British TV showdown throws up a surprise winner
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Last Updated: Friday, April 16, 2010, 18:07
London: Britain's first ever US style pre-election live television showdown has thrown a surprise winner, Nick Clegg leader of the centrist Liberal Democrats who many had written off, before the three contenders hit the airwaves.

As 10 million Britons stood glued to the television sets last night, little known leader of the third placed party emerged ahead of both Prime Minister Gordon Brown and Conservative leader David Cameron.

A series of polls put Clegg ahead of Brown and Cameron as the two traded verbal blows on Britain's economic woes, involvement in Afghanistan in front of a carefully chosen studio audience.

Though Clegg's Party is unlikely to win outright in the May 6 General Elections but the Liberal Democrats could play a key role in the event of a hung Parliament being thrown up.

Dressed in suits, but clearly appearing nervous as the first of the such debates got underway, but it soon descended into a political free for all as Brown and Cameron lashed at each other over the economy and war in Afghanistan.

There were fierce clashes between Brown and Cameron on the economy, a key issue in the election as Britain recovers from its worst recession since the 1930s.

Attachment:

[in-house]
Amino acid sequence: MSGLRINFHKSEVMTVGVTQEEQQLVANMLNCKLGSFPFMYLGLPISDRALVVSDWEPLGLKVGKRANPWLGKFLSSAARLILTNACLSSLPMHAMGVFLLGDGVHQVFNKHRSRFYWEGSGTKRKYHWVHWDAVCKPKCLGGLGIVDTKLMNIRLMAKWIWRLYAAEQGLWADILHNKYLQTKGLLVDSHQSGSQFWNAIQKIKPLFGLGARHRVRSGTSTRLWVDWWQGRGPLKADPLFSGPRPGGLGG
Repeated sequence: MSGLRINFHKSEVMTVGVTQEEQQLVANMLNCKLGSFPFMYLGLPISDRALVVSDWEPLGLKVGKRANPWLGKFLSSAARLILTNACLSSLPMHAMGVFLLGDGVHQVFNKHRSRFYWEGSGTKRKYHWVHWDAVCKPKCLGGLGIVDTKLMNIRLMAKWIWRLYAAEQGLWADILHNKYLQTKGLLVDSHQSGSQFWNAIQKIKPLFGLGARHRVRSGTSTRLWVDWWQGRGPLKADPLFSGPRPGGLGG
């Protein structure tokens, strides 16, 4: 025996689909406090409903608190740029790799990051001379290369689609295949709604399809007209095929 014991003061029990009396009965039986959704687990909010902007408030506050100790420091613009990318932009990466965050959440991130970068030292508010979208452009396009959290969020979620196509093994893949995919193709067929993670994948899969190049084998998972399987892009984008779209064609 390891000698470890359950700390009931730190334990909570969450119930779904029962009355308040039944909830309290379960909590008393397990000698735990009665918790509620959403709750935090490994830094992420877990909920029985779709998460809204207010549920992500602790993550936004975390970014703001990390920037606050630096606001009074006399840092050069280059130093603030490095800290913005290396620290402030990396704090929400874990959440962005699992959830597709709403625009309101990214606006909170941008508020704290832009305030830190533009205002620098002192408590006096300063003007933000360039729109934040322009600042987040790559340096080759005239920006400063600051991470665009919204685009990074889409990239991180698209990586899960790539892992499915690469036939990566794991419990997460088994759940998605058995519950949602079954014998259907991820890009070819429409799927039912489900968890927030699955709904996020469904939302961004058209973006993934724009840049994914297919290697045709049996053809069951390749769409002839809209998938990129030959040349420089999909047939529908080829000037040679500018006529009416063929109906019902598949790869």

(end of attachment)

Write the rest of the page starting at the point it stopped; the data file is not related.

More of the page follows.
Brown repeatedly accused the Tories of planning to cut USD 9 billion of public spending by slashing a planned rise in payroll taxes by his Labour party.

Cameron hit back "cut the waist, stop the tax, that is the right answer".

The Liberal Democrat leader distanced himself from the two parties telling the viewers "don't let them tell you that the choice is only between the two parties. They have been playing pass-the-parcel with your votes for 65 years".

Another important issue thrown at the three contenders was immigration.

Brown was immediately forced onto defencive, claiming that immigration had been falling since he moved into 10 Downing Street.

"Let's be honest with each other, net inward migration is falling," he said.

"Falling because of the action we are taking."

However, he came under attack from Cameron, who pledged to introduce a cap on immigration.

"I want us to bring immigration down so it's in the tens of thousands, not the hundreds of thousands."

Clegg set out Liberal Democrat policy to restore exit controls and ensure that immigrants were matched regionally with jobs before arriving in Britain.

He called the current system "complete chaos".

As the rivals clashed, 'Sun' newspaper opinion surveys put Clegg ahead with 51 per cent to Cameron's 29 and Brown at 19 per cent. An ITV poll gave Clegg 43 per cent ahead of Cameron's 26 per cent and Brown's 20 per cent.

But there was no killer blow and Cameron appeared to be the most confident and relaxed of the three. However, it was Clegg who appeared to hit it off with the viewers.

"Clegg comes of age," screamed 'The Times'. The paper hailing his performance said, "Enter the outsider." The 'Daily Telegraph' said, "Clegg made the most of the opportunity".

While 'The Guardian' said "most of the people underestimated Clegg who made a powerful pitch that represented a change from the two old parties".

"It was Clegg's night. He used the biggest opportunity to ever come before the Lib Dems".


First Published: Friday, April 16, 2010, 18:07

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